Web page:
Animal models have shown a relationship between chronic low-grade inflammation, decreased frequency of Tregs in visceral adipose tissue, and the progression of insulin resistance to diabetes mellitus.9,10 This observation is potentially mediated by leptin, an adipocyte-secreted hormone associated with obesity and diabetes, which can decrease the proliferation of Tregs and promote an inflammatory Th1 phenotype.14-16 In experimental models, adipocyte inflammation and insulin resistance can be reversed by infusion of Tregs.17 Thus, adipocyte physiology is closely linked to cellular immune responses.
Among HSCT recipients, we suspect that early PTDM is caused by progressive insulin resistance related to increased metabolic demands from medications, alloimmune responses, and chronic host adipose tissue inflammation. Adipocyte inflammation and macrophage recruitment to these tissues also could serve as a priming mechanism for GVHD and alloreactivity, thus perpetuating the progression of insulin resistance. Unexpectedly, we found that patients with PTDM had increased frequencies of circulating α4β7+ Tregs (gut-homing). We hypothesize that, among patients with PTDM, the preferential expansion of donor α4β7+ Tregs is a compensatory response meant to suppress the underlying visceral adipose tissue inflammation in diabetes-prone HSCT recipients. This type of adaptive Treg proliferation has been demonstrated in patients with obesity and insulin resistance.17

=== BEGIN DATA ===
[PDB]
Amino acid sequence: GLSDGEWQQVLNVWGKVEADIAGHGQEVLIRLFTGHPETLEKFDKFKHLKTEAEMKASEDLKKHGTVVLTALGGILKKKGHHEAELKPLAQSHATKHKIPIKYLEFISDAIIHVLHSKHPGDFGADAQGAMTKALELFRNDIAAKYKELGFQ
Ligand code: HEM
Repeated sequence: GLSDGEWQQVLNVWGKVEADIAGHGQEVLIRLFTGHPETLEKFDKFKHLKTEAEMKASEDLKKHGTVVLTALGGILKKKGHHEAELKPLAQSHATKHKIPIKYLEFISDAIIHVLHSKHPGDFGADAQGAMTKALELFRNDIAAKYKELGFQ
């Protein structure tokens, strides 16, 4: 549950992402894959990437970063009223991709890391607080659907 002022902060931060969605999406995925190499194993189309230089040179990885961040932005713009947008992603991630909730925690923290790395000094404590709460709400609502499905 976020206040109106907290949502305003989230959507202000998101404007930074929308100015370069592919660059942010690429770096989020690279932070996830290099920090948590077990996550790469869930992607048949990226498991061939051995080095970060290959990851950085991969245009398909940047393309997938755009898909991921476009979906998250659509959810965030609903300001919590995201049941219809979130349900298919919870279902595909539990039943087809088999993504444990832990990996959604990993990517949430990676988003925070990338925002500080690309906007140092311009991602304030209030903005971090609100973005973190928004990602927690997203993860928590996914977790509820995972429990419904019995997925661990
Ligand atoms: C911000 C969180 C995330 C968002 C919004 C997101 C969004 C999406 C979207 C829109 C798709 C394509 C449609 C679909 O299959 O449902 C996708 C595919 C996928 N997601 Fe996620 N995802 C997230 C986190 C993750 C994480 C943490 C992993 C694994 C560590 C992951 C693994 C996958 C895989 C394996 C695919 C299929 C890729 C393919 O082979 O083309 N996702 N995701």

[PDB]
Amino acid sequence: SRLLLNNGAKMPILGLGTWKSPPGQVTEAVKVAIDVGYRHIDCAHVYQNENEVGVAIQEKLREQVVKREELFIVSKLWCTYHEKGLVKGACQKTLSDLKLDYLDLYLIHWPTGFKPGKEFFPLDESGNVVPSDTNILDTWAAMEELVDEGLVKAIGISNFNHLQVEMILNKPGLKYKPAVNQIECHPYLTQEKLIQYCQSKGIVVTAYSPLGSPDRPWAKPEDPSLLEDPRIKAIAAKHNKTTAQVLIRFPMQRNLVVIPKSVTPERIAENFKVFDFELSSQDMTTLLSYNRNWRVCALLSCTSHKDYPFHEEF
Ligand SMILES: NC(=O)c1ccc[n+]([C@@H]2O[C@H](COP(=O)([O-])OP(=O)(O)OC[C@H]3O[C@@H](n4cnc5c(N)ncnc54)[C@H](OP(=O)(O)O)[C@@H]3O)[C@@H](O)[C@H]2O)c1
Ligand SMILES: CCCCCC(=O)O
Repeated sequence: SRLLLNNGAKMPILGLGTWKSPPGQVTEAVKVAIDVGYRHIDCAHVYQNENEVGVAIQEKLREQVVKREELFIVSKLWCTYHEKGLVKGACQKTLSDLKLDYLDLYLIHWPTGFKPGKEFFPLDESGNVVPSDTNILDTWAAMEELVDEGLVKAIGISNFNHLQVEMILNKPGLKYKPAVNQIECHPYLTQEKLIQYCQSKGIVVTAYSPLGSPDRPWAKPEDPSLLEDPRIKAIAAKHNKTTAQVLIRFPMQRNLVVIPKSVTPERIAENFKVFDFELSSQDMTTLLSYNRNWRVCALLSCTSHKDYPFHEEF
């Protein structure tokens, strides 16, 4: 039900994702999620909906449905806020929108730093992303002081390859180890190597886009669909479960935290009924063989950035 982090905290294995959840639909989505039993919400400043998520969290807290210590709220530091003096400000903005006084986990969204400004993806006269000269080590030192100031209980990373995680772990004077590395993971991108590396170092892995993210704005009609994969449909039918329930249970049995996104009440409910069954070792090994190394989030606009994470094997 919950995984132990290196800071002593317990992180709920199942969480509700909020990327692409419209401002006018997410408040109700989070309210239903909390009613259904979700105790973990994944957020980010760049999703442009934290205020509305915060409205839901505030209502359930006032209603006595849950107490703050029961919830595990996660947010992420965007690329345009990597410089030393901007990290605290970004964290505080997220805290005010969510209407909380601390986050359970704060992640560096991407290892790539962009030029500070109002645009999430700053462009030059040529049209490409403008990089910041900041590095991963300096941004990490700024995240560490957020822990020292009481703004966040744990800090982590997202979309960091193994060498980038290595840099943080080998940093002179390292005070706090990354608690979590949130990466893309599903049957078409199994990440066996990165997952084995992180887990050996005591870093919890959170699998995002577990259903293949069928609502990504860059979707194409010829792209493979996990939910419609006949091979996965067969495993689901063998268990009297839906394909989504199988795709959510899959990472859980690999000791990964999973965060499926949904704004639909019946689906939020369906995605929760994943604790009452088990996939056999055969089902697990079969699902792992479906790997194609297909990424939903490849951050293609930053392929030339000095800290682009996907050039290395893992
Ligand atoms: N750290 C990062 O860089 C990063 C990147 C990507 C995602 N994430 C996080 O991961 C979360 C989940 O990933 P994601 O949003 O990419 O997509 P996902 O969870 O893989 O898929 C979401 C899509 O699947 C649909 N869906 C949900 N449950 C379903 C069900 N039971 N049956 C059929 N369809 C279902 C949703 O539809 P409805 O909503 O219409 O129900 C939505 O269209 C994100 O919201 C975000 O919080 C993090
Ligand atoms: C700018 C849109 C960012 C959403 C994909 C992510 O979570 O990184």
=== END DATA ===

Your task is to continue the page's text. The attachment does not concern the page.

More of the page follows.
We have previously shown that increased frequencies of CLA+ or α4β7+ Tregs were associated with decreased skin or gut acute GVHD events, respectively.12 As predicted by the Treg phenotype, PTDM was associated with skin but not gut GVHD (Table 1). Paradoxically, attempted suppression of metabolic inflammation may deplete the pool of α4β7+ Tregs needed for gut GVHD prevention in patients with PTDM. Further studies will be required to understand the complex interplay between Treg subsets, glycemic control, adipocyte physiology, and GVHD.
To our knowledge, this is the first report to show an association between Treg tissue-homing phenotype and the development of diabetes mellitus after HSCT. These data suggest that PTDM and insulin resistance may affect cellular immune responses after HSCT, including Treg subset frequencies and immune regulation. PTDM and the related metabolic syndrome could represent an important new therapeutic target to modulate alloreactivity and clinical outcomes after HSCT.
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This work was supported by the National Institutes of Health (grant K12CA090625, B.G.E.; grant K08HD061607, J.-H.W.; and grant K08DK090146, D.J.M.), the American Cancer Society (Institutional Research Grant 58-009-48), and the Sartain-Lanier Family Foundation.
National Institutes of Health
Contribution: B.G.E., J.E.C., and M.J. designed research, analyzed and interpreted data, and wrote the manuscript; M.L.G., B.N.S., S.M.Y., M.T.R., and S.M.J. analyzed and interpreted data and revised the manuscript; A.A.K., J.-H.W., and D.J.M. contributed to research design and edited the manuscript; and P.L. performed statistical analysis and prepared the figures.
Conflict-of-interest disclosure: The authors declare no competing financial interests.
Correspondence: Madan Jagasia, Vanderbilt University Medical Center, 1301 Medical Center Dr, Nashville, TN 37232; e-mail: email@example.com.